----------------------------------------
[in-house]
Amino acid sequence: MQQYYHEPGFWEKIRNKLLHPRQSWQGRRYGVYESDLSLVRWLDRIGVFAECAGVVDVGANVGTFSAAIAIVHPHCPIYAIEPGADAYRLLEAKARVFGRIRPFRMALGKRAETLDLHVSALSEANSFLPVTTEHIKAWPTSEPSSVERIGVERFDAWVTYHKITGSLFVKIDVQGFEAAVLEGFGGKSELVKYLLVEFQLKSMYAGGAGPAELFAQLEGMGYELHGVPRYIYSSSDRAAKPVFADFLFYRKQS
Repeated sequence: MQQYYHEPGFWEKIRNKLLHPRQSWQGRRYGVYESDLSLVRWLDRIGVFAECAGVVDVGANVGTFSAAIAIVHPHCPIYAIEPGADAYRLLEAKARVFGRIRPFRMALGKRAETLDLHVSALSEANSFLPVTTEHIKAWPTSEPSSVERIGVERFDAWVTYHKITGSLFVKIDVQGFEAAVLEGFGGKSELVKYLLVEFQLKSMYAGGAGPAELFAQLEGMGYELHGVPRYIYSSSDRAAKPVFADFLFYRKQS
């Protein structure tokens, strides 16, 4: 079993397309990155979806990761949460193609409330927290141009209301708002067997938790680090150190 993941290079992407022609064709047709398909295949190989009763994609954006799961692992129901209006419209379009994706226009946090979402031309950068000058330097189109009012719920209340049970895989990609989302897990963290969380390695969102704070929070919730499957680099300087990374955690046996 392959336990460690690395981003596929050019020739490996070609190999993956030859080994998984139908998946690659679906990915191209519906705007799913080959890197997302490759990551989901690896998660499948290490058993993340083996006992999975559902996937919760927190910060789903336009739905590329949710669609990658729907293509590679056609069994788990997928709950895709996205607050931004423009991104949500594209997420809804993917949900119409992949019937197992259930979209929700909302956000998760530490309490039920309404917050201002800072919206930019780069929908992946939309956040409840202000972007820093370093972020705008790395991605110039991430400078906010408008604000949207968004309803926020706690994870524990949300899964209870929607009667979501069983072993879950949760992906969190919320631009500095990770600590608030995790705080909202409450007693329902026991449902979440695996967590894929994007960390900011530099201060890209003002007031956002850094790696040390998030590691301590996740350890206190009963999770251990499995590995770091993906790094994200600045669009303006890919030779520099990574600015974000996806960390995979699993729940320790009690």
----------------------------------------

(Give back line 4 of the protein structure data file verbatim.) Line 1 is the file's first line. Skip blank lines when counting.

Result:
């Protein structure tokens, strides 16, 4: 079993397309990155979806990761949460193609409330927290141009209301708002067997938790680090150190 993941290079992407022609064709047709398909295949190989009763994609954006799961692992129901209006419209379009994706226009946090979402031309950068000058330097189109009012719920209340049970895989990609989302897990963290969380390695969102704070929070919730499957680099300087990374955690046996 392959336990460690690395981003596929050019020739490996070609190999993956030859080994998984139908998946690659679906990915191209519906705007799913080959890197997302490759990551989901690896998660499948290490058993993340083996006992999975559902996937919760927190910060789903336009739905590329949710669609990658729907293509590679056609069994788990997928709950895709996205607050931004423009991104949500594209997420809804993917949900119409992949019937197992259930979209929700909302956000998760530490309490039920309404917050201002800072919206930019780069929908992946939309956040409840202000972007820093370093972020705008790395991605110039991430400078906010408008604000949207968004309803926020706690994870524990949300899964209870929607009667979501069983072993879950949760992906969190919320631009500095990770600590608030995790705080909202409450007693329902026991449902979440695996967590894929994007960390900011530099201060890209003002007031956002850094790696040390998030590691301590996740350890206190009963999770251990499995590995770091993906790094994200600045669009303006890919030779520099990574600015974000996806960390995979699993729940320790009690």